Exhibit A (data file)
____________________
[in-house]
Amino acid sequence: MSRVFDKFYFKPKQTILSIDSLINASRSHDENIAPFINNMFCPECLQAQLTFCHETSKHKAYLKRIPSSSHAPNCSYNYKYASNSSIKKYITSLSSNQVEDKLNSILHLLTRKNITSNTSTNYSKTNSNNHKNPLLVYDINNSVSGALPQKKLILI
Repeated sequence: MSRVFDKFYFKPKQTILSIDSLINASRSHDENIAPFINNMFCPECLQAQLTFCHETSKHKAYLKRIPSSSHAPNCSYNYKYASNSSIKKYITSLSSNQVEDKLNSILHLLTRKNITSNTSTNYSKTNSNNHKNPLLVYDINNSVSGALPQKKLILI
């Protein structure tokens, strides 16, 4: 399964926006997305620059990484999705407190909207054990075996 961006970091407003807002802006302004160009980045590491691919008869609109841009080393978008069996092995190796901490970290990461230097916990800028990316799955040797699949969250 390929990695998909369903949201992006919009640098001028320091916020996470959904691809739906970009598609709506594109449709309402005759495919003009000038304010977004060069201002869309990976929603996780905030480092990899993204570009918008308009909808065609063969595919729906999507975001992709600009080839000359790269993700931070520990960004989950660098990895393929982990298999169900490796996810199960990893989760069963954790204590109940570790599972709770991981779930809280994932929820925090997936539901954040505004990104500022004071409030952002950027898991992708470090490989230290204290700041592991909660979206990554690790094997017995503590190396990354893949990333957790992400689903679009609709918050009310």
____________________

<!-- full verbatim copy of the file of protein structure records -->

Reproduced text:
[in-house]
Amino acid sequence: MSRVFDKFYFKPKQTILSIDSLINASRSHDENIAPFINNMFCPECLQAQLTFCHETSKHKAYLKRIPSSSHAPNCSYNYKYASNSSIKKYITSLSSNQVEDKLNSILHLLTRKNITSNTSTNYSKTNSNNHKNPLLVYDINNSVSGALPQKKLILI
Repeated sequence: MSRVFDKFYFKPKQTILSIDSLINASRSHDENIAPFINNMFCPECLQAQLTFCHETSKHKAYLKRIPSSSHAPNCSYNYKYASNSSIKKYITSLSSNQVEDKLNSILHLLTRKNITSNTSTNYSKTNSNNHKNPLLVYDINNSVSGALPQKKLILI
């Protein structure tokens, strides 16, 4: 399964926006997305620059990484999705407190909207054990075996 961006970091407003807002802006302004160009980045590491691919008869609109841009080393978008069996092995190796901490970290990461230097916990800028990316799955040797699949969250 390929990695998909369903949201992006919009640098001028320091916020996470959904691809739906970009598609709506594109449709309402005759495919003009000038304010977004060069201002869309990976929603996780905030480092990899993204570009918008308009909808065609063969595919729906999507975001992709600009080839000359790269993700931070520990960004989950660098990895393929982990298999169900490796996810199960990893989760069963954790204590109940570790599972709770991981779930809280994932929820925090997936539901954040505004990104500022004071409030952002950027898991992708470090490989230290204290700041592991909660979206990554690790094997017995503590190396990354893949990333957790992400689903679009609709918050009310």